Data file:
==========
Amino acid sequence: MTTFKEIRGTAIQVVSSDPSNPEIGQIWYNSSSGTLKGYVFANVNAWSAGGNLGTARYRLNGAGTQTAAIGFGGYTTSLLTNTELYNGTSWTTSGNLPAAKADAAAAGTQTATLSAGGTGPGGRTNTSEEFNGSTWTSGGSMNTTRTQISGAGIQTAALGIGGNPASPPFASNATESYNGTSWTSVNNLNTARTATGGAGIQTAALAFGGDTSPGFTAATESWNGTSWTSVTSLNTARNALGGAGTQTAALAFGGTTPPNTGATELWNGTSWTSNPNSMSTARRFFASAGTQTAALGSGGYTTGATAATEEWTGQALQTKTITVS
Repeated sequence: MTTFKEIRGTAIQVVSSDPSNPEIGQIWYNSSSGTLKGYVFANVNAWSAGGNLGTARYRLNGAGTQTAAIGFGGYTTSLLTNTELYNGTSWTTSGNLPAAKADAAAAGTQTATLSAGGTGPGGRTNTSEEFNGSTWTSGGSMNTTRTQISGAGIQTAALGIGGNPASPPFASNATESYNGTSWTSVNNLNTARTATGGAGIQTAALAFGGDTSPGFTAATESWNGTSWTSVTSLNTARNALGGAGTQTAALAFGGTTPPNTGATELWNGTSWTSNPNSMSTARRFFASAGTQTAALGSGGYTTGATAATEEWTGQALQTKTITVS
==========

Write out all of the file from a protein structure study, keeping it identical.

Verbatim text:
Amino acid sequence: MTTFKEIRGTAIQVVSSDPSNPEIGQIWYNSSSGTLKGYVFANVNAWSAGGNLGTARYRLNGAGTQTAAIGFGGYTTSLLTNTELYNGTSWTTSGNLPAAKADAAAAGTQTATLSAGGTGPGGRTNTSEEFNGSTWTSGGSMNTTRTQISGAGIQTAALGIGGNPASPPFASNATESYNGTSWTSVNNLNTARTATGGAGIQTAALAFGGDTSPGFTAATESWNGTSWTSVTSLNTARNALGGAGTQTAALAFGGTTPPNTGATELWNGTSWTSNPNSMSTARRFFASAGTQTAALGSGGYTTGATAATEEWTGQALQTKTITVS
Repeated sequence: MTTFKEIRGTAIQVVSSDPSNPEIGQIWYNSSSGTLKGYVFANVNAWSAGGNLGTARYRLNGAGTQTAAIGFGGYTTSLLTNTELYNGTSWTTSGNLPAAKADAAAAGTQTATLSAGGTGPGGRTNTSEEFNGSTWTSGGSMNTTRTQISGAGIQTAALGIGGNPASPPFASNATESYNGTSWTSVNNLNTARTATGGAGIQTAALAFGGDTSPGFTAATESWNGTSWTSVTSLNTARNALGGAGTQTAALAFGGTTPPNTGATELWNGTSWTSNPNSMSTARRFFASAGTQTAALGSGGYTTGATAATEEWTGQALQTKTITVS